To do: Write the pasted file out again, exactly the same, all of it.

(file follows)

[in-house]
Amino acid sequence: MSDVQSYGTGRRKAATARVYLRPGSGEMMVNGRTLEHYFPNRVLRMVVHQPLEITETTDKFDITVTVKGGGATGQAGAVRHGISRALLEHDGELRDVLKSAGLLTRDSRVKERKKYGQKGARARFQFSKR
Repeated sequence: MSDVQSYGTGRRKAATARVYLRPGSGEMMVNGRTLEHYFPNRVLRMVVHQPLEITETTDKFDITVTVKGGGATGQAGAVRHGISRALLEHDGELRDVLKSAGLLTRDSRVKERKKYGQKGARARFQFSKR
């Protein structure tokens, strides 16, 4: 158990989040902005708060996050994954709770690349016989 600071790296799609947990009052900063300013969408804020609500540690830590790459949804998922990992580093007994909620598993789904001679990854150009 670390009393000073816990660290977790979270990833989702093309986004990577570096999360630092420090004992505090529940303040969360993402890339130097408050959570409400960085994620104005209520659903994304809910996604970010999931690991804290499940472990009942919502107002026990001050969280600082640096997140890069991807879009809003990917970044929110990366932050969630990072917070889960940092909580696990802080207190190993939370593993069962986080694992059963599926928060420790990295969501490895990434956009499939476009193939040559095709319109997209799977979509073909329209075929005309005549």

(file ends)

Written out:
[in-house]
Amino acid sequence: MSDVQSYGTGRRKAATARVYLRPGSGEMMVNGRTLEHYFPNRVLRMVVHQPLEITETTDKFDITVTVKGGGATGQAGAVRHGISRALLEHDGELRDVLKSAGLLTRDSRVKERKKYGQKGARARFQFSKR
Repeated sequence: MSDVQSYGTGRRKAATARVYLRPGSGEMMVNGRTLEHYFPNRVLRMVVHQPLEITETTDKFDITVTVKGGGATGQAGAVRHGISRALLEHDGELRDVLKSAGLLTRDSRVKERKKYGQKGARARFQFSKR
């Protein structure tokens, strides 16, 4: 158990989040902005708060996050994954709770690349016989 600071790296799609947990009052900063300013969408804020609500540690830590790459949804998922990992580093007994909620598993789904001679990854150009 670390009393000073816990660290977790979270990833989702093309986004990577570096999360630092420090004992505090529940303040969360993402890339130097408050959570409400960085994620104005209520659903994304809910996604970010999931690991804290499940472990009942919502107002026990001050969280600082640096997140890069991807879009809003990917970044929110990366932050969630990072917070889960940092909580696990802080207190190993939370593993069962986080694992059963599926928060420790990295969501490895990434956009499939476009193939040559095709319109997209799977979509073909329209075929005309005549």